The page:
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August 10, 2005

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Palo Alto Online

Publication Date: Wednesday, August 10, 2005

Zoning change put on hold Zoning change put on hold (August 10, 2005)

Bid to subtract carports in homes' square footage stalled

by Bill D'Agostino

A recently approved zoning change that some residents fear will lead to more three-story homes in Palo Alto will be reconsidered by the City Council.

In April, the council approved a sweeping set of modifications for the zoning laws that guide most of Palo Alto's residential properties.

One of those approved changes stopped the city from considering carports in a property's allowable square footage, meaning that homeowners are now allowed to build larger houses if they have an open carport versus a closed garage.

That change did not garner much discussion at the time, because other modifications were considered more controversial. But since, residents have been bombarding the council with e-mails, worrying the change is a "loophole" that allows more third-story homes.

The council voted 6-3 on Monday night to reconsider the change, with Councilwomen Dena Mossar, LaDoris Cordell and Judy Kleinberg voting in opposition.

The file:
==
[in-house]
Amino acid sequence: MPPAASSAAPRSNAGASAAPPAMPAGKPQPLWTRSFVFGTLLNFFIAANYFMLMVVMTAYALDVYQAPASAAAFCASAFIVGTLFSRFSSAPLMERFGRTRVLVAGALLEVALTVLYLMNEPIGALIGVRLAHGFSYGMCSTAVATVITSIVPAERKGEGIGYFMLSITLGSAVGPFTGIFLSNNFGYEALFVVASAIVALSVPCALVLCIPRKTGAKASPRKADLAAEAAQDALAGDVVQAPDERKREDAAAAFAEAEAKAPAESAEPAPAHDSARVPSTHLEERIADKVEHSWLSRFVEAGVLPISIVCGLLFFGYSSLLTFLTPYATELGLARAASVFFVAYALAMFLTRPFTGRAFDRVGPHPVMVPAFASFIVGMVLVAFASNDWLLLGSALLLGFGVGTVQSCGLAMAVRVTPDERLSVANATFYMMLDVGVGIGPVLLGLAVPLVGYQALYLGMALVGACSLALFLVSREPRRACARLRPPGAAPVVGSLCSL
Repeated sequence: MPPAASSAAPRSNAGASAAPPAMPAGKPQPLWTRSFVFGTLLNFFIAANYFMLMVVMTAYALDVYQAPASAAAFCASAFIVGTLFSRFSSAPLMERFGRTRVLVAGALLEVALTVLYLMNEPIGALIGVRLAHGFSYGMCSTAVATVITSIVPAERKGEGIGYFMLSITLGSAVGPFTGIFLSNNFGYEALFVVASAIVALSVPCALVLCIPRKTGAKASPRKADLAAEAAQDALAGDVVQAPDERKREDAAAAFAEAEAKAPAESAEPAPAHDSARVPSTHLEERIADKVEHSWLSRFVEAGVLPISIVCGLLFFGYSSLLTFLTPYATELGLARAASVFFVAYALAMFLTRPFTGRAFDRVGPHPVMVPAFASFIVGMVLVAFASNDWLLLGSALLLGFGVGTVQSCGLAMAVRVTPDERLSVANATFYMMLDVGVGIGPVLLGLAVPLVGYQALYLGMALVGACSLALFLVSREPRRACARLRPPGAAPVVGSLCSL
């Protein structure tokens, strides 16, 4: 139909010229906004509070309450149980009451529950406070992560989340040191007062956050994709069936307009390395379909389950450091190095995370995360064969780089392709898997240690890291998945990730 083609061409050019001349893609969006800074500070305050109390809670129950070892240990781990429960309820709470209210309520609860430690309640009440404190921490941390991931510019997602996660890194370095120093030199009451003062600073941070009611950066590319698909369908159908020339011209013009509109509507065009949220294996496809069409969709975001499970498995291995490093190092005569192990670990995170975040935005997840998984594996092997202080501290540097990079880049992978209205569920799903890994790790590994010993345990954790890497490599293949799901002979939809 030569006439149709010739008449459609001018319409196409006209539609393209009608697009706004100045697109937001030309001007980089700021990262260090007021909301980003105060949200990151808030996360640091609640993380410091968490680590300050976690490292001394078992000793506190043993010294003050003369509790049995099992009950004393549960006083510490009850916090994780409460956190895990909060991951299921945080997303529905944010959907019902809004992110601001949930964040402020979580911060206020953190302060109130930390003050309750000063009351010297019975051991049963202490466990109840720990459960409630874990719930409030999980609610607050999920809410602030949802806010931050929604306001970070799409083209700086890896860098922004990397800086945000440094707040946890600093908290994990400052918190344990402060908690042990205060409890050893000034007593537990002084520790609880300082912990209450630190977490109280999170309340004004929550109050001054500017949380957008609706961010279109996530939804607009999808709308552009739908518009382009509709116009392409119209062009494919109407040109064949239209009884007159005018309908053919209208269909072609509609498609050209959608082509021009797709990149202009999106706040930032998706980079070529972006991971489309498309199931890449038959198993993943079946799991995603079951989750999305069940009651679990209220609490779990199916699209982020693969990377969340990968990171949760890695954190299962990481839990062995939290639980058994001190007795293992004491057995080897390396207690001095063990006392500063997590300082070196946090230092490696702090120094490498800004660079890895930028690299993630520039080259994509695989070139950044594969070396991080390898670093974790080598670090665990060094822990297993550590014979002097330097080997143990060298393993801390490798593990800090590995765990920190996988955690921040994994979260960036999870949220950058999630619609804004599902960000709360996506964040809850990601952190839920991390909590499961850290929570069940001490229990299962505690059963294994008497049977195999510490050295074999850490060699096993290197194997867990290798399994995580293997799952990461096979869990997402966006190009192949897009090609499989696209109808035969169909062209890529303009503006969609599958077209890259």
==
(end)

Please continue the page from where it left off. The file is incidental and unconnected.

"This is an easy 'yes,'" Councilwoman Yoriko Kishimoto said. "I always lean toward less and not more" when it comes to square footage allotments.

Despite residents' cries, the zoning law in question only has a tangential relationship to applications for new third floors.

The recently modified regulation would allow an expansion if a homeowner had not previously been able to build a third floor due to the square footage allotment used by a carport. The change would also allow more three-story homes if residents were willing to convert their garages to carports to gain the square footage needed for the extra story.

Even with the change, homes seeking a third floor would still need to comply with other zoning restrictions, including height restrictions, Planning Director Steve Emslie told the council.

Resident Nancy Alexander has led the charge against the controversial zoning change. She even papered the community with fliers warning: "The barn door is wide open." She took action after her next-door neighbor applied for a third-story addition.

Alexander, the wife of politically-active attorney Richard Alexander, spoke approvingly Monday night of the council's reconsideration. But she also asked for the council to place a moratorium on new three-story homes until the change was made. The council did not vote on that idea.

Vice Mayor Kleinberg voted against the reconsideration, saying she felt the public was confusing the zoning change with the city's regulations on three-story homes. The real problem, Kleinberg said, is homeowners who skirt the city's zoning rules to build larger homes.

The change is scheduled to first be reconsidered by the Planning and Transportation Commission, which already recommended it, on Aug. 31. It is scheduled to come back to the council on Sept. 26.

Staff Writer Bill D'Agostino can be e-mailed at [email protected]


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